Lawrence Du remembers the name of the man who led him down a glittering path to ruin.
The 35-year-old law graduate, who grew up in China, started out betting $50 a hand on blackjack tables at Crown Melbourne.
But a host soon tapped him on the shoulder and invited him to play in the casino's Mahogany Room, reserved for high-rollers.
He was showered with perks and inducements, including free stays at the hotel.
And so the trap was set.
"The blatant use of these marketing tactics to put people in more and more vulnerable positions is unconscionable, misleading and deceptive," Du says.
"He might as well have said to me: 'Here is our VIP access card - you can go and gamble your life away.'"
Victoria's royal commission into Crown Melbourne heard the casino spent at least $500 million a year on marketing and promotions but only $2 million annually on its responsible gambling program.
Du, who gave testimony, went from betting hundreds of dollars a hand to $10,000 a bet as he chased his ballooning losses.
After his marriage broke down he used the money from the sale of his family home to keep gambling, eventually spending at least eight hours a day at the casino.
The man who invited him to the Mahogany Room would later tell Du gambling was "like water" - he could either choose to drink it or not.
He ultimately plunged more than $300,000 into Crown Melbourne during a two-month stretch from November 2019, often clocking more than 15 hours straight on the gaming floor.
"That encounter changed my life," Du says of his first conversation with the casino host, whom AAP has decided not to name.
"They lured me into gambling at the VIP room and I started to lose more and chase more. It spiralled out of control ... so of course I'm furious."
Du says he has considered suing Crown Melbourne.
And although "sceptical" about how long it took the Victorian government to hold the royal commission, he welcomed its report, which was made public on October 26.
The commission, headed by former Federal Court judge Ray Finkelstein QC, did not push for Crown to immediately lose its Melbourne licence.
Instead, it recommended Crown continue operating under the oversight of a special manager for two years while it undertakes comprehensive reforms.
"Within a very short time, the commission discovered that for many years Crown Melbourne had engaged in conduct that is, in a word, disgraceful," Finkelstein wrote.
"This is a convenient shorthand for describing conduct that was variously illegal, dishonest, unethical and exploitative."
The report made 33 recommendations for change, which included making any Australian resident using poker machines set a daily, weekly or monthly time and loss limit before play.
It said they should also use the machines for no more than three hours continuously before taking a 15-minute break, play for no more than 12 hours in any 24-hour period and no more than 36 hours per week.
But Du says these changes may not be enough to protect people from serious gambling harm and overestimate people's ability to step away once targeted by the casino.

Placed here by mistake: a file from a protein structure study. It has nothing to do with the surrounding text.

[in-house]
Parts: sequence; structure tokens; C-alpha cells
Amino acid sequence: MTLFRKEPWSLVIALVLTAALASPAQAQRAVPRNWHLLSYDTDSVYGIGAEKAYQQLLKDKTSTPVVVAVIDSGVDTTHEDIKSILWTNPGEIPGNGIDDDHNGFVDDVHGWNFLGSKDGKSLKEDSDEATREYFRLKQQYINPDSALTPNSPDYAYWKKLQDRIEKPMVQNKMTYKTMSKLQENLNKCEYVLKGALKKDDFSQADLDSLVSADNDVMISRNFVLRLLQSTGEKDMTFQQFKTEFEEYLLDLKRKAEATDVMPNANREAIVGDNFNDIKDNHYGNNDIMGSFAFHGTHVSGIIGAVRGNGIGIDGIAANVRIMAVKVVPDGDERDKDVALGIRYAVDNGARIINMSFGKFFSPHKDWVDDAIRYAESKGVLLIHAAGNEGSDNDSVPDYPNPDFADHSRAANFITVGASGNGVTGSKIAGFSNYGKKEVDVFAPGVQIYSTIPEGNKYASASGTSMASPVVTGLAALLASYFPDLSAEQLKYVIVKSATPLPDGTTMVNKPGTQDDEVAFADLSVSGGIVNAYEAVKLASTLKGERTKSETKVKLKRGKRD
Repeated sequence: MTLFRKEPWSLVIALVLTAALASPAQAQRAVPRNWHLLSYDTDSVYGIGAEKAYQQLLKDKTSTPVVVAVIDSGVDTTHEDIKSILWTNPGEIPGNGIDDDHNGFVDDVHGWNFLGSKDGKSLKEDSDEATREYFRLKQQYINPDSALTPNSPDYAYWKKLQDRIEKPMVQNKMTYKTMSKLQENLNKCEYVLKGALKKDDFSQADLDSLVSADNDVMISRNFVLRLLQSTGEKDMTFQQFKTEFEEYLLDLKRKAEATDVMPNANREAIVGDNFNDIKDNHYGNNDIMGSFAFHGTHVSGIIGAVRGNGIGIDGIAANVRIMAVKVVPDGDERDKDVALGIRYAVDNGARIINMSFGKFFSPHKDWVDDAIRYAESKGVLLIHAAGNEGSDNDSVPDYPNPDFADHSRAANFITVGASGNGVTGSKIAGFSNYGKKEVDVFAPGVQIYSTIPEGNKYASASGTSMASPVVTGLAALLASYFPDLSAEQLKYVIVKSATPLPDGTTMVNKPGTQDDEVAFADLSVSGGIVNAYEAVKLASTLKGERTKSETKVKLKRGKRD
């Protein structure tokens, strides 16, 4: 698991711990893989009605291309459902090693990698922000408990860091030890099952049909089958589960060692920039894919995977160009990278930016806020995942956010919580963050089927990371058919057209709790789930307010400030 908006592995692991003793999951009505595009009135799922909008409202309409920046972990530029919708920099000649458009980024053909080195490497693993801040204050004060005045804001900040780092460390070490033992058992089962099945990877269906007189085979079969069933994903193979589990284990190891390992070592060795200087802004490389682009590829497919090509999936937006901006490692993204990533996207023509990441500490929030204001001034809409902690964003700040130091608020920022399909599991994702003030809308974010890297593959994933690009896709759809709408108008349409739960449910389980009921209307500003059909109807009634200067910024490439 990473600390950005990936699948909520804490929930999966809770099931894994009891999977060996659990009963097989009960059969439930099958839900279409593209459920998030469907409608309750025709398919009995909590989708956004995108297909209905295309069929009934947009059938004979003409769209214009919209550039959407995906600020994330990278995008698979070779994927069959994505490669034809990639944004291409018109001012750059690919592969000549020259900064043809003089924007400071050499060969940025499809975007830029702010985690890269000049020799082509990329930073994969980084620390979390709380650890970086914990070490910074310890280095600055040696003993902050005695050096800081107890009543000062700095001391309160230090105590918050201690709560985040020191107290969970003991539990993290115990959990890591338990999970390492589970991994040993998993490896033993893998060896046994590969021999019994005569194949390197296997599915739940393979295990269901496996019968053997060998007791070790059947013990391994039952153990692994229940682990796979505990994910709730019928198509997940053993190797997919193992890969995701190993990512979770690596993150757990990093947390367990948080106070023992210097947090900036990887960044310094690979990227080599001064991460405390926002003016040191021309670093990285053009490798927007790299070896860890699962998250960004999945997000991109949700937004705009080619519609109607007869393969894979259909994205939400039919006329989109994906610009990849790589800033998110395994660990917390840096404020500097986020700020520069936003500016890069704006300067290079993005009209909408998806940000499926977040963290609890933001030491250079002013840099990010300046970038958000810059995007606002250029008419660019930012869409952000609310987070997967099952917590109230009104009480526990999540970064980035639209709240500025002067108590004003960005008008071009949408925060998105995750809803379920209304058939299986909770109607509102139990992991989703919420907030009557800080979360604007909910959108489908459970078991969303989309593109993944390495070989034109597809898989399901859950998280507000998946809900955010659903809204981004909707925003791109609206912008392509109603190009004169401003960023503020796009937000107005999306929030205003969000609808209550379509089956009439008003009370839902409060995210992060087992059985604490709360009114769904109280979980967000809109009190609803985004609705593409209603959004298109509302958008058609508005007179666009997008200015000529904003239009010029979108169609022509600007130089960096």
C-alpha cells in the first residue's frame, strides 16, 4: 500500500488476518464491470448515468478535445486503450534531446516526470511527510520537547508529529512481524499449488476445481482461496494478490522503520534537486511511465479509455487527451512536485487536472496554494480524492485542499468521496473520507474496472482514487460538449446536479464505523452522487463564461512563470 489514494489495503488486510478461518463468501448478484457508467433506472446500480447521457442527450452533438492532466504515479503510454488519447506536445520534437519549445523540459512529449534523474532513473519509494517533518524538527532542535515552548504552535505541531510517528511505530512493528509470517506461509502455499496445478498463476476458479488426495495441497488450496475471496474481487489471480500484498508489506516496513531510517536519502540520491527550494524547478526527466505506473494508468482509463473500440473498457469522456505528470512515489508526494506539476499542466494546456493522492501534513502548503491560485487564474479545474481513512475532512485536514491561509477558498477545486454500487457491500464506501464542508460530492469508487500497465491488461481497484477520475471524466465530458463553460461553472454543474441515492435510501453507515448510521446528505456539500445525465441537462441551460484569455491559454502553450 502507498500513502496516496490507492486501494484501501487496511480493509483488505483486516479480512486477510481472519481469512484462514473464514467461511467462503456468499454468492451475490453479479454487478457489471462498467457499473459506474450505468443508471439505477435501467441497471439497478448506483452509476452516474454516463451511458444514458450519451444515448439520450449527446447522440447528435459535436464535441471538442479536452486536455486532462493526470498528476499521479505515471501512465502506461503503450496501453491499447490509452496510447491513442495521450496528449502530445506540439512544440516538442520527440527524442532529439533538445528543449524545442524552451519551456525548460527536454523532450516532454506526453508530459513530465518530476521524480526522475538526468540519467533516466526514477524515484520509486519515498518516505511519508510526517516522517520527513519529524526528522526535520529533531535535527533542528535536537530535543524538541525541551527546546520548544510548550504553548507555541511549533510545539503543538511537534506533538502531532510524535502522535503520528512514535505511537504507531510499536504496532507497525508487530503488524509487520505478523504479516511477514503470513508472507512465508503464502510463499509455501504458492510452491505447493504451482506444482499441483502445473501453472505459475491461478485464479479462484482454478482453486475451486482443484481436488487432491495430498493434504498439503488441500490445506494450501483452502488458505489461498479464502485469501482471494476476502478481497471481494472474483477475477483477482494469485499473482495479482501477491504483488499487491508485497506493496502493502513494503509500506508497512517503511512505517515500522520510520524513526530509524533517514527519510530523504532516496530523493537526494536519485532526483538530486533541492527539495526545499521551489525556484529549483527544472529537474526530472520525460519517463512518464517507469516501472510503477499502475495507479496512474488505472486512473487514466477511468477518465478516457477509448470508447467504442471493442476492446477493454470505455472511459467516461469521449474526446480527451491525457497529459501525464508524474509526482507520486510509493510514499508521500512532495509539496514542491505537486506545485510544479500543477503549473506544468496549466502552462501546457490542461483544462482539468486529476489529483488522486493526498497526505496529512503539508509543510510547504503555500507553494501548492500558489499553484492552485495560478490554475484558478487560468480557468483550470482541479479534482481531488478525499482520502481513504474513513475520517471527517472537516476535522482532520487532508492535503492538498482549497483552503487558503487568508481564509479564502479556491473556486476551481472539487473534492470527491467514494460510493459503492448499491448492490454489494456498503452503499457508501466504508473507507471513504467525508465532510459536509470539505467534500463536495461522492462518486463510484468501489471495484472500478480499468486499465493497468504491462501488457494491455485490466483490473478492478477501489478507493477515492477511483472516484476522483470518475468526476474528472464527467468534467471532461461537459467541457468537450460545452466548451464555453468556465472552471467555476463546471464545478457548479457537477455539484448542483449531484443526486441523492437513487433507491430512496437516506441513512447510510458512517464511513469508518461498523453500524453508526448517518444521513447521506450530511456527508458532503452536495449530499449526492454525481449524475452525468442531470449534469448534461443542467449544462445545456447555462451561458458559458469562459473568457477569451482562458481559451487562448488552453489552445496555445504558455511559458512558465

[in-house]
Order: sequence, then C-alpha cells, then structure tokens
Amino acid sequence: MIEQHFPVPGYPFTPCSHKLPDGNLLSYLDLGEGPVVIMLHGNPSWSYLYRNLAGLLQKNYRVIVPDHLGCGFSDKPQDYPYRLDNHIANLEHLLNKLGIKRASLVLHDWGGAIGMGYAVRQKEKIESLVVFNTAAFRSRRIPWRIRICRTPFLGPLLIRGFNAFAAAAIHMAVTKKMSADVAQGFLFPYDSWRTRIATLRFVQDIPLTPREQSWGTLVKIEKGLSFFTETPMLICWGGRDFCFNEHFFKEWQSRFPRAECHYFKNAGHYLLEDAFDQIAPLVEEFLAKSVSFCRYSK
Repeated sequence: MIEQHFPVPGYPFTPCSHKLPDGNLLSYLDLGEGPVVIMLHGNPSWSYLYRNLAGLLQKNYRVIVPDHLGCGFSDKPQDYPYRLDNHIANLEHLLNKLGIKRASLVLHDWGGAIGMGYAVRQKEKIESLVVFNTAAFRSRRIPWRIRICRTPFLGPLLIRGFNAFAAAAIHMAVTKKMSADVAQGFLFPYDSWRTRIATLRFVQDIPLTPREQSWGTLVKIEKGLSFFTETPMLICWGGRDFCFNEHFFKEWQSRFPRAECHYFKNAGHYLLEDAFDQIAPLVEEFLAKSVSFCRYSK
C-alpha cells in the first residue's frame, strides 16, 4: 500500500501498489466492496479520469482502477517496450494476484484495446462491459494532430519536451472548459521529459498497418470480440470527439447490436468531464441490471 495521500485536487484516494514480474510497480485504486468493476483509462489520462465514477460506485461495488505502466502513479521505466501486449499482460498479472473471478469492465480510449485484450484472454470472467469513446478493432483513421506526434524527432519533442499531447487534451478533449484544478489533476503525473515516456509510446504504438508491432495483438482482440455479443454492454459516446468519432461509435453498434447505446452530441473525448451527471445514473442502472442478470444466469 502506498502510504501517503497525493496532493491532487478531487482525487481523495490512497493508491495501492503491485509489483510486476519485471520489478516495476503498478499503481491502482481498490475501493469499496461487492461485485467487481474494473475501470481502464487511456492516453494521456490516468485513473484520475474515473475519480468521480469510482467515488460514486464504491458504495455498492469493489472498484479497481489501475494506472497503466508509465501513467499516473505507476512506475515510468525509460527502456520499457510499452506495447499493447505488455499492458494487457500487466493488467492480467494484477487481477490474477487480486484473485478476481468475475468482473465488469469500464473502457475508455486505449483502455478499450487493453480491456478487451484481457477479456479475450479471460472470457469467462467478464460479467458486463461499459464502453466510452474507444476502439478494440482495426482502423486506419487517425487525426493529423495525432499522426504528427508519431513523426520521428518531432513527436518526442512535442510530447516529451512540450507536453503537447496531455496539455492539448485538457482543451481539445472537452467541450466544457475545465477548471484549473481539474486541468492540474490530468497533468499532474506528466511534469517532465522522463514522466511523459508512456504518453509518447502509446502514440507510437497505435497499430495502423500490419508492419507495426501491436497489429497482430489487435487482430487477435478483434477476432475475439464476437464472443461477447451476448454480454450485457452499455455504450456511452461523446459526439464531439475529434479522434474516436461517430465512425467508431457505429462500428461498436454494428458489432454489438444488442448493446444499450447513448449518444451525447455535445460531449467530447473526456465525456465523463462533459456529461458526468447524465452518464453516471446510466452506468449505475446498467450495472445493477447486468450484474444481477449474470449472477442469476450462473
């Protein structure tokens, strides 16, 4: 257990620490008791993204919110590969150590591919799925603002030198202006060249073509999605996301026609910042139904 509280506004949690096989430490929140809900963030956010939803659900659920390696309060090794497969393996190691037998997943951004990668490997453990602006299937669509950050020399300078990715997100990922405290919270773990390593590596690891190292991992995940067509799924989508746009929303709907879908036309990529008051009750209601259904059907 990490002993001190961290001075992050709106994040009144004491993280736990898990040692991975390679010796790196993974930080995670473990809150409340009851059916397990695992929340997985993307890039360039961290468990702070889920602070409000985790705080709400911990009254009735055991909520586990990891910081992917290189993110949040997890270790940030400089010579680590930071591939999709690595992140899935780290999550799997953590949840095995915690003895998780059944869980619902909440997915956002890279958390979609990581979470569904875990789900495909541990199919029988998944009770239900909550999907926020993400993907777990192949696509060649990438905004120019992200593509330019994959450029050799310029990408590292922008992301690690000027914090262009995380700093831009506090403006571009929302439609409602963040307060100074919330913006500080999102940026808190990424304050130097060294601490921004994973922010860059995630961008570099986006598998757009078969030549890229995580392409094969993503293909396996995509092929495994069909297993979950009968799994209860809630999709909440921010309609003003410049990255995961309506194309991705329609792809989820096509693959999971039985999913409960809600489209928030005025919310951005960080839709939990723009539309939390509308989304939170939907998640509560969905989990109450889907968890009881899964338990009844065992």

"People who are still experiencing gambling addiction don't need limits on how many hours they can gamble or how many minutes they must take a break. They need immediate help," he says.
"This is a serious disease and prolonging that disease will only do more harm to people."
He also believes those who have experienced gambling addiction should be invited inside the tent during Crown Melbourne's reform process.
"We should be consulted and involved," Du says.
Carolyn Crawford, who also gave testimony at the inquiry, agrees.
The 70-year-old Melburnian says policies around playing time and spending limits are "cheap".
She points to the fact she would put her own daily maximum under the casino's YourPlay system at a "preposterous" $1 million.
Crawford would use poker machines at Crown Melbourne for up to 13 hours straight, with staff members only approaching her to offer her a drink.
But she was in 2016, aged 64, sentenced to 18 months in prison after being caught stealing $400,000 from her employer over seven years to feed her gambling addiction.
"I am disgusted that the government's not listening to the people who have been hurt by this," she says.
"We are the ones who know what should be happening. A person with lived experience can give them ideas they probably wouldn't even think about."
Alliance for Gambling Reform's lead Victorian campaigner Rose O'Leary says it's "absolutely essential those directly harmed by the predatory practices of the gambling industry have a seat at the table for all proposed reforms".
"Carolyn and Lawrence aren't just individuals who have experienced gambling harm," she says.
"They are the experts on gambling harm. They know exactly how the industry operates and exactly what needs to change.
"Their voices must be heard."
The Victorian government has accepted all 33 of Finkelstein's recommendations but will legislate the ability to cancel Crown's licence if, after two years, the company has not proven it has improved.
Nine of the recommendations were addressed by legislation immediately, Gaming Minister Melissa Horne announced on October 26, with more to come next year.
"We are creating the most stringent oversight of any casino in the country," she said.
"No longer will Crown's destiny be theirs to manage."
Opposition Gaming and Liquor Regulation spokeswoman Steph Ryan says there must be strong independent oversight of implementing the royal commission's recommendations.
And that includes those related to responsible gambling.
"The Andrews government can't be trusted to get these changes right, given it failed for years to police Crown," she adds.
Australian Associated Press
Sign up for our newsletter to stay up to date.